- 2023 Franchise 500 Rank
N/R Not ranked last year
- Initial investment
$1.4M - $2.1M
- Units as of 2023
93 7% over 3 years
Melting Pot is a restaurant franchise known for providing one of the United States’ most well-known fondue dining experiences since its founding in 1975. When the brand opened its first location in Florida, the business began to attract the interest of then-enterprising waiter and college student Mark Johnston. Believing in the concept’s potential for greatness, Johnston opened a second location in Tallahassee, Florida in 1979 with the help of his brothers, followed by a third in 1981 in Tampa.
By 1985, the Johnston brothers had purchased the rights to the Melting Pot and established an incorporated franchise company. Today, the franchise is over 80 units strong and continues to offer national and international opportunities.
Why You May Want To Start a Melting Pot Franchise
If you value hard work, excellent customer service, and making precious memories, you could be a good fit for Melting Pot’s franchise family. While having business experience could be a plus, it’s not a requirement. The company does prefer candidates who have a background in restaurant management, although, again, this is not a requirement.
Melting Pot has been ranked in Entrepreneur’s Franchise 500 based on an evaluation of more than 150 data points in the areas of costs and fees, size and growth, franchisee support, brand strength, and financial strength and stability.
What Might Make a Melting Pot Franchise a Good Choice
One unique feature of Melting Pot as a franchise restaurant is its nontraditional nature. For one, it does not require a chef or a whole army of skilled kitchen staff. Its menu may be small and straightforward, and even the kitchen could offer a very simple setup and require minimal equipment and upkeep. Nonetheless, you have a business formula that has been in existence for over 40 years.
To be part of the Melting Pot team, you should make sure you’re financially ready for an initial investment made up of a franchise fee and other startup costs. In addition, you should prepare yourself for ongoing fees that will include advertising, royalty, and potential renewal fees. Franchisees will also need to meet the company's set net worth and liquid capital requirements.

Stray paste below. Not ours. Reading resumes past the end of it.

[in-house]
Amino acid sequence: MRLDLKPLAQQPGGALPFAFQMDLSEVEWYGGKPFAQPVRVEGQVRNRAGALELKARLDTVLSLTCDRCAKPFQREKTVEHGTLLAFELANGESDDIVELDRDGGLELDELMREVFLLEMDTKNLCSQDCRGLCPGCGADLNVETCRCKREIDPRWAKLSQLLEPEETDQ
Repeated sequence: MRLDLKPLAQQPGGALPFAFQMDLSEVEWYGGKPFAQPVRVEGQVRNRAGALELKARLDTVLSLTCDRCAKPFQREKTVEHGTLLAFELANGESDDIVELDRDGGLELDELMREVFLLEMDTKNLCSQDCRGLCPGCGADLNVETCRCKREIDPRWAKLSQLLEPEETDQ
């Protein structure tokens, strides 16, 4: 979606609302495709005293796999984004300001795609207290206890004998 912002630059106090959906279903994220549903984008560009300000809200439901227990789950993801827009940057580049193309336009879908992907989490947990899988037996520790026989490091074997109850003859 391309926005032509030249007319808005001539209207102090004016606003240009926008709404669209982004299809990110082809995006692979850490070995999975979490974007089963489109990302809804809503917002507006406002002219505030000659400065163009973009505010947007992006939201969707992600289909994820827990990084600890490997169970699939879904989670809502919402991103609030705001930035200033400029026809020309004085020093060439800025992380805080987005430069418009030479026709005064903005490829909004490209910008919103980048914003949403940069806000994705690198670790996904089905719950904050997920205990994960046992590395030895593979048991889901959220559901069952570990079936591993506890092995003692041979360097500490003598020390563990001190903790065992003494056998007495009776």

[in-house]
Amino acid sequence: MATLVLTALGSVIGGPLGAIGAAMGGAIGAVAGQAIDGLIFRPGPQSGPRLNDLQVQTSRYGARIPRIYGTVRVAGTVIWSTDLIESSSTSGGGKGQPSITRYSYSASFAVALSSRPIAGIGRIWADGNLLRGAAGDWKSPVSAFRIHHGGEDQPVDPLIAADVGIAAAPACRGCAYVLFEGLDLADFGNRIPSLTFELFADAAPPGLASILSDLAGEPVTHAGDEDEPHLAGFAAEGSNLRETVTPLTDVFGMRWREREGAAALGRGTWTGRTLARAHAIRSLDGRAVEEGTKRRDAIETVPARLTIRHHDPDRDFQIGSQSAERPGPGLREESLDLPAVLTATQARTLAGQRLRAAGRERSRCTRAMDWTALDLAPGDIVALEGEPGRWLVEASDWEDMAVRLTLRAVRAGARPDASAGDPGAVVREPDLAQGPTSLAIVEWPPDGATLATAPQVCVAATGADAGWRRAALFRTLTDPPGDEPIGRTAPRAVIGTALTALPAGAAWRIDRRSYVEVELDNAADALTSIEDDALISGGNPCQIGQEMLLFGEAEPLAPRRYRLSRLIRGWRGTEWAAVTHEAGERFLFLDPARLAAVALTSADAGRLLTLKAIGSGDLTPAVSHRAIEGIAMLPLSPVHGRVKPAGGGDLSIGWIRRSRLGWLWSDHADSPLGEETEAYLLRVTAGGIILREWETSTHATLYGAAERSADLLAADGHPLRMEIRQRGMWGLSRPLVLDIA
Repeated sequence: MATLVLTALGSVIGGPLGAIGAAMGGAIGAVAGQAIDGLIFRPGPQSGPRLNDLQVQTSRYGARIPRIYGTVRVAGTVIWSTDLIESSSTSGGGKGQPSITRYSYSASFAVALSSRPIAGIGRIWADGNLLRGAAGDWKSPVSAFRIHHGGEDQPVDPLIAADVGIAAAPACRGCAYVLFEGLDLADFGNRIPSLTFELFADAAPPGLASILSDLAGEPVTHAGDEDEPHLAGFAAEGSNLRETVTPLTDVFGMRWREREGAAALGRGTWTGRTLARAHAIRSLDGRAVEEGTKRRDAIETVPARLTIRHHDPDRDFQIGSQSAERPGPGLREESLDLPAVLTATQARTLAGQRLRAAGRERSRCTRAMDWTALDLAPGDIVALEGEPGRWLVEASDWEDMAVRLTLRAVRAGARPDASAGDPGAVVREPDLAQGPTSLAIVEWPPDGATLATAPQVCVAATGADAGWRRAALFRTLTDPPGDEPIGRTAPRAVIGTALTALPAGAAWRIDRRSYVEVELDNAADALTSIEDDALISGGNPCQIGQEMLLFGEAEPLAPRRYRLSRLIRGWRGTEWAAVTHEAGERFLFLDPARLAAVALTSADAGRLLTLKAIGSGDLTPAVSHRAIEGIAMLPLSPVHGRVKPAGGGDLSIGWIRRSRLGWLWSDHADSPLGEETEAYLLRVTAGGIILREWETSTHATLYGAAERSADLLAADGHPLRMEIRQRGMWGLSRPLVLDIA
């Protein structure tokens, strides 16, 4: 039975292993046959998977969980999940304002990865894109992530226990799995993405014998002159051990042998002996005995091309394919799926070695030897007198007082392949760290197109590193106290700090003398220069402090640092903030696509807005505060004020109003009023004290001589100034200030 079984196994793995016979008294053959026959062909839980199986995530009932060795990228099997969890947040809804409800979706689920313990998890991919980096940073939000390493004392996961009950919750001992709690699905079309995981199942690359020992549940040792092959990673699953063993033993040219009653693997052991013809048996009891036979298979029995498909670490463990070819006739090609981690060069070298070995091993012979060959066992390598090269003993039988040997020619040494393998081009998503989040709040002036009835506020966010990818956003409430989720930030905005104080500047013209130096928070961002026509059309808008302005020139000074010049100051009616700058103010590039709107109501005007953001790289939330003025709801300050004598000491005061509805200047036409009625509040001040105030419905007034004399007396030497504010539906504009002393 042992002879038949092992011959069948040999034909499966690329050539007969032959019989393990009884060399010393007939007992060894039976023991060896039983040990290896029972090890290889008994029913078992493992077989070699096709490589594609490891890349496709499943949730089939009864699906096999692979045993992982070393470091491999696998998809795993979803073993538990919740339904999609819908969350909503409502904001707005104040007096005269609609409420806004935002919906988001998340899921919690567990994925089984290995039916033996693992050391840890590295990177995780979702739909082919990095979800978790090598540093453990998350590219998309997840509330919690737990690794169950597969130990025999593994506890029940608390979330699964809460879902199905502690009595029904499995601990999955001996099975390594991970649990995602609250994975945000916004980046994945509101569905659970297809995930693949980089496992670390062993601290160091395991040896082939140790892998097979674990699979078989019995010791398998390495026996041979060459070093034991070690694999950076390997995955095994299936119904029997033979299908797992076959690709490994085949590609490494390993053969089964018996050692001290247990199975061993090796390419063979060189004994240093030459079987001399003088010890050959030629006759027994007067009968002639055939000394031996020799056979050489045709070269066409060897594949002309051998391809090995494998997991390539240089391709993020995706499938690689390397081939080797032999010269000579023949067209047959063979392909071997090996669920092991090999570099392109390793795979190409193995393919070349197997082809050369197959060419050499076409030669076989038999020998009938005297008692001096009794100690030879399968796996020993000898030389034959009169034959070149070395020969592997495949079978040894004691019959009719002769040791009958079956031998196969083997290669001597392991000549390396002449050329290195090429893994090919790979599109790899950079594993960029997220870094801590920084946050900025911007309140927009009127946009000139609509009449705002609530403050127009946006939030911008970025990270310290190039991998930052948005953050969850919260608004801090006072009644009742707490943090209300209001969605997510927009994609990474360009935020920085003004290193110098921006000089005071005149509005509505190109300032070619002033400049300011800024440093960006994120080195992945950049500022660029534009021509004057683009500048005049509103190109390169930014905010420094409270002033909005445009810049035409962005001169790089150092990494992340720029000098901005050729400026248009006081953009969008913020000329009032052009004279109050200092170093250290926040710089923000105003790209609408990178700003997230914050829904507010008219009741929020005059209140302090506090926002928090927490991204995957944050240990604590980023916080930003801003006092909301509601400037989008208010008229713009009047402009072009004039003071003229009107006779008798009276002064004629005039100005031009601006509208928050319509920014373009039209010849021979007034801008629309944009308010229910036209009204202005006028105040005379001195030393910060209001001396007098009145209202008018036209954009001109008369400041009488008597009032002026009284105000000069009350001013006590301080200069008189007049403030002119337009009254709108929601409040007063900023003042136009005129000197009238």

How To Open a Melting Pot Franchise
As you decide if opening a Melting Pot franchise is the right move for you, make sure you take time to explore the opportunity. Research the brand and your local area to see if a Melting Pot franchise would do well in your community. While competition is healthy, too much of it may not allow for the most possible growth.
Before making any financial commitment or signing an agreement, you must perform your due diligence and establish if this is the right opportunity for you. As part of your due diligence, you may want to speak to existing franchisees and ask the Melting Pot franchising team questions.
The Melting Pot corporate team will be there to assist you every step of the way and set you up for success as the newest Melting Pot franchisee.
About Melting Pot
|Franchising Since||1984 (39 years)|
|# of employees at HQ||56|
This company is offering new franchisees worldwide.
This company is offering new franchisees in the following US states: Alabama, Arkansas, Arizona, California, Colorado, Connecticut, Delaware, Florida, Georgia, Iowa, Idaho, Illinois, Indiana, Kansas, Kentucky, Louisiana, Massachusetts, Maryland, Maine, Michigan, Minnesota, Missouri, Mississippi, Montana, North Carolina, Nebraska, New Hampshire, New Jersey, New Mexico, Nevada, New York, Ohio, Oklahoma, Oregon, Pennsylvania, Rhode Island, South Carolina, South Dakota, Tennessee, Texas, Utah, Virginia, Vermont, Washington, Wisconsin, West Virginia
|# of Units||93 (as of 2023)|
Information for Franchisees
Here's what you need to know if you're interested in opening a Melting Pot franchise.
Financial Requirements & Ongoing Fees
Here's what you can expect to spend to start the business and what ongoing fees the franchisor charges throughout the life of the business.